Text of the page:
A Helping Hand: Part Two (Individual Assist Leaders)
Now, let's take a look at the top individual seasons when it comes to assists in MLS. But before I do that, there are two things I would like to mention first.
1) In order to get the data on secondary assists, I went through each match report on MLSnet. There were no lists of secondary assists, other than the league leaders. The "league stats" pages for 1996-2002 have leaders in assists, primary assists, and secondary assists, while the "team stats" and individual player pages just have assists. In just looking at the leaders for each season, there are a number of differences from the data I have and what MLSnet says. Maybe they recorded it wrong originally and went back and changed it. Who knows, but for the list of primary assist leaders below, I used what the MLSnet stats said, except for 2003-5 where they didn't have that data.
2) On Bigsoccer, Kenn Tomasch supplied some info from the "1998 MLS Statistical Manual." It's a laundry list of ridiculous items, including these:
Example 3 - Attacker “A” shoots and the ball is blocked but not controlled by the opposing goalkeeper. Attacker “B” gains possession of the loose ball and passes to attacker “C” who scores. Score the play as a goal for “C” and assists for “A” and “B”. NOTE: Attacker “A” should also receive credit for a shot, with the result being a save.
Example 4 - Attacker “A” hits a 50-yard pass from his defensive third to attacker “B” who collects the ball at midfield and dribbles into the corner of the field. Attacker “B” then crosses to attacker “C” who scores. Score the play as a goal for “C” and give assists to “B” and “A” because possession was never broken even through perhaps 30 to 60 seconds elapsed between the first pass by “A” and the goal by “C”.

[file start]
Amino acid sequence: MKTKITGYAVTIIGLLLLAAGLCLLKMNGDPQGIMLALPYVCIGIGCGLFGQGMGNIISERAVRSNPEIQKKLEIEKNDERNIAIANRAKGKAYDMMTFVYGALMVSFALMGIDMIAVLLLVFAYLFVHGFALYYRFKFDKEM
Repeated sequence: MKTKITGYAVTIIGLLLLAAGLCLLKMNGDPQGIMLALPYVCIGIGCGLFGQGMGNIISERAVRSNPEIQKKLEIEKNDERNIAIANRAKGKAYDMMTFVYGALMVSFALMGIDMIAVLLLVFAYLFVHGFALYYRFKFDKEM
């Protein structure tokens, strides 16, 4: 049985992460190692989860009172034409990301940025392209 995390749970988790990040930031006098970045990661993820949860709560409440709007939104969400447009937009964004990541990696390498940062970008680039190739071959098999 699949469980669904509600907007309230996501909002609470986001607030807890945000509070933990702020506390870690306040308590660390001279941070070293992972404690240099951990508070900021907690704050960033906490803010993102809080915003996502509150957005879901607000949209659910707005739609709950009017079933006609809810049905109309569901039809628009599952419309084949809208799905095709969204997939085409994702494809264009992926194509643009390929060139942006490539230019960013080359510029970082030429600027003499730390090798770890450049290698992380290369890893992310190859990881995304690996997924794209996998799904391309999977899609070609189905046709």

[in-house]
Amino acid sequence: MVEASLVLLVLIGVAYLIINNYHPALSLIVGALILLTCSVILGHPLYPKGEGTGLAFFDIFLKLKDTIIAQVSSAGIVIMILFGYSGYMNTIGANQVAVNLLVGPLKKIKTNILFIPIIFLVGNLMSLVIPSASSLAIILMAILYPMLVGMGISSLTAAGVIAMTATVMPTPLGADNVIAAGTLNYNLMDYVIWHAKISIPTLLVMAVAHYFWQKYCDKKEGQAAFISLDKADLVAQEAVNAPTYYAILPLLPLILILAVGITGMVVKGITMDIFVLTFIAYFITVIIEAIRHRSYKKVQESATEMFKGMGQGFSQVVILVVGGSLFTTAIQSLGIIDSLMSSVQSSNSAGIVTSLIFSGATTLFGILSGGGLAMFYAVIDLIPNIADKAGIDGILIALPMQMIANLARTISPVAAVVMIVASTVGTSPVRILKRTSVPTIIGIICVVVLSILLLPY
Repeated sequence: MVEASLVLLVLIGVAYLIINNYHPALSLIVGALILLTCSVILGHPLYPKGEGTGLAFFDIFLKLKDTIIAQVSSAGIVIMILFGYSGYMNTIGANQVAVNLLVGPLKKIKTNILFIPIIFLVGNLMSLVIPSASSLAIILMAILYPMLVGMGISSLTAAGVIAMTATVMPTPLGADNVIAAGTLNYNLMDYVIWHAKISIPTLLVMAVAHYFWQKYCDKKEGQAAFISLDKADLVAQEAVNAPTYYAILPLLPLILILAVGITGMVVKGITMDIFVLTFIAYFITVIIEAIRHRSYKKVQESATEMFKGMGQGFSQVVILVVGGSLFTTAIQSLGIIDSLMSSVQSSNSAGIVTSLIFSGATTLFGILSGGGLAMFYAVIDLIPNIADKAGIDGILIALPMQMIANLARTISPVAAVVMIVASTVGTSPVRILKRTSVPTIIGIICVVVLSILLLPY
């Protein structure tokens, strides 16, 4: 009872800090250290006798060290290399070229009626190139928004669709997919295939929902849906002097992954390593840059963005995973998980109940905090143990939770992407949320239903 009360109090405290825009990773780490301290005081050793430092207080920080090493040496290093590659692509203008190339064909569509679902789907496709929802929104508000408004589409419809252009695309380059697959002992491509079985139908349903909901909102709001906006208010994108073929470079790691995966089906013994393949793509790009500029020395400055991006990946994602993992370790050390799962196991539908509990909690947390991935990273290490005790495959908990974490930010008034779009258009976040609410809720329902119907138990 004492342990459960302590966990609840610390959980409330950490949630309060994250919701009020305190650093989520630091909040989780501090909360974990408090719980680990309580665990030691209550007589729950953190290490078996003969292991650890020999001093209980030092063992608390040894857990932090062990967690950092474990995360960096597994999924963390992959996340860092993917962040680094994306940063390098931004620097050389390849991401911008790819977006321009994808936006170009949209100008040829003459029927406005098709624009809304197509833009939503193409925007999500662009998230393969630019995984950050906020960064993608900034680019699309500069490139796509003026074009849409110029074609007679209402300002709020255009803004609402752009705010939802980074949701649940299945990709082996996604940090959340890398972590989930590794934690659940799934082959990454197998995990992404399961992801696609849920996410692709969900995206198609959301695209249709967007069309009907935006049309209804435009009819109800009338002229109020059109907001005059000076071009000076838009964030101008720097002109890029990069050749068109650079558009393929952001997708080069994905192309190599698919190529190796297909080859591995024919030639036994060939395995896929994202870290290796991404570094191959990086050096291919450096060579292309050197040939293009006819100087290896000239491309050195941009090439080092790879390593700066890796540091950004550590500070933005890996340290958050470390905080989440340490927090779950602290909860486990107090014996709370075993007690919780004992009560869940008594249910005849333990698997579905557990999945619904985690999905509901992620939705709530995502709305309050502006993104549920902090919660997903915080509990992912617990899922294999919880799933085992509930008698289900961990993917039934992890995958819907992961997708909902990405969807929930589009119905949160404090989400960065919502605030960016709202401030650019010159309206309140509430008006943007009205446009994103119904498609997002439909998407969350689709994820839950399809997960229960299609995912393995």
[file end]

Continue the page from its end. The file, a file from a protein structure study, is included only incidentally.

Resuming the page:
There's also something about a shot hitting the goalpost and "possession never being broken," so of course assists are ok on that too. Just ridiculous stuff, all coming straight from MLS. That's nothing though, compared to this paragraph:
NOTE: There is not a distinction between passes that did exhibit a high degree of skill, vision and/or accuracy and passes that did not: CONSECUTIVE POSSESSION is now the rule.
That, my friends, is why MLS needs to go back and revise the historical records. While it would be very hard to review every single assist, it would be very easy to just eliminate the secondary assist altogether. See yesterday's post if you need more reasons why. 50 years from now, the overuse of secondary assists and the shootout win/losses will look really stupid and make it impossible to compare the early years to the (then) current ones. They're going to have to change it eventually, so why not just do it now? Otherwise you have some unattainable and unfair records, and that's no good. It's not like Cy Young in baseball with 500 wins, where the game changed dramatically.
For fun, here's how the top single season assist marks would be affected if secondary assists were dropped:
Top Single Season Assist Totals
Top Single Season PRIMARY Assist Totals
Big changes here. There's still a bias for the older guys because of the strange guidelines explained above, but those years did have higher scoring. Plus, unless I can go back and look at every assist, this is the best "improvement" we can do for now. Getting double digits in assists should be a huge accomplishment, and it is now in today's MLS.
There are 22 seasons of 15 assists or more; only three of them are legitimate. For comparison, there are only 26 "real" double digit assist seasons. As for the top spot, Valderrama only loses five secondary assists and still comes in with a huge 21. I know he had a great year, but considering the differences in the number of assists given out in 2000, you have to wonder how many 1996 Etcheverry would've had in that year. In yesterday's post, you saw how the 1996 data was normal until they started messing with it the next season. So I would have to say that 1996 Etcheverry's performance is probably equal to 2000 Valderrama.